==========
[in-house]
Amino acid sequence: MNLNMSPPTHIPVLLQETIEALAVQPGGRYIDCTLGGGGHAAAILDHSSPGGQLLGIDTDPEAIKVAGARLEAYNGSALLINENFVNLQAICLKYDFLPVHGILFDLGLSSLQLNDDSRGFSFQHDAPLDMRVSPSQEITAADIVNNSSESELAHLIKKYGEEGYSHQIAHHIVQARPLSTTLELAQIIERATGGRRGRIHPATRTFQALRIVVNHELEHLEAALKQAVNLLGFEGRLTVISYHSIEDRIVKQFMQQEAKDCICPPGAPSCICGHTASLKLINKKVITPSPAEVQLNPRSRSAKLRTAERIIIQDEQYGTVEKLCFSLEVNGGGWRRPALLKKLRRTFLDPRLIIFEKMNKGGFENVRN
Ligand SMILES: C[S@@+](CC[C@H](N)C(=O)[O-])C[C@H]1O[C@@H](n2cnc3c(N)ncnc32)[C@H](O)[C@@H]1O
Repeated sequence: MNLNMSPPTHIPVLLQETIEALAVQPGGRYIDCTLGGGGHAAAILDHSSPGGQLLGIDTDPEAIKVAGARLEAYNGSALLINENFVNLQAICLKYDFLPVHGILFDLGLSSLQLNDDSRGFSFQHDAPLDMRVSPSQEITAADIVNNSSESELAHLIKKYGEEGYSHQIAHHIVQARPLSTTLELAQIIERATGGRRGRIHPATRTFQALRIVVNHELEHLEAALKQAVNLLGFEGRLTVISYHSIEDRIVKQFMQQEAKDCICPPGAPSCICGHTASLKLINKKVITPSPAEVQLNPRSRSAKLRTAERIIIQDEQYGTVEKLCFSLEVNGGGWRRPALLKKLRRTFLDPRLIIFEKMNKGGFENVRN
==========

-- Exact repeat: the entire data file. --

[in-house]
Amino acid sequence: MNLNMSPPTHIPVLLQETIEALAVQPGGRYIDCTLGGGGHAAAILDHSSPGGQLLGIDTDPEAIKVAGARLEAYNGSALLINENFVNLQAICLKYDFLPVHGILFDLGLSSLQLNDDSRGFSFQHDAPLDMRVSPSQEITAADIVNNSSESELAHLIKKYGEEGYSHQIAHHIVQARPLSTTLELAQIIERATGGRRGRIHPATRTFQALRIVVNHELEHLEAALKQAVNLLGFEGRLTVISYHSIEDRIVKQFMQQEAKDCICPPGAPSCICGHTASLKLINKKVITPSPAEVQLNPRSRSAKLRTAERIIIQDEQYGTVEKLCFSLEVNGGGWRRPALLKKLRRTFLDPRLIIFEKMNKGGFENVRN
Ligand SMILES: C[S@@+](CC[C@H](N)C(=O)[O-])C[C@H]1O[C@@H](n2cnc3c(N)ncnc32)[C@H](O)[C@@H]1O
Repeated sequence: MNLNMSPPTHIPVLLQETIEALAVQPGGRYIDCTLGGGGHAAAILDHSSPGGQLLGIDTDPEAIKVAGARLEAYNGSALLINENFVNLQAICLKYDFLPVHGILFDLGLSSLQLNDDSRGFSFQHDAPLDMRVSPSQEITAADIVNNSSESELAHLIKKYGEEGYSHQIAHHIVQARPLSTTLELAQIIERATGGRRGRIHPATRTFQALRIVVNHELEHLEAALKQAVNLLGFEGRLTVISYHSIEDRIVKQFMQQEAKDCICPPGAPSCICGHTASLKLINKKVITPSPAEVQLNPRSRSAKLRTAERIIIQDEQYGTVEKLCFSLEVNGGGWRRPALLKKLRRTFLDPRLIIFEKMNKGGFENVRN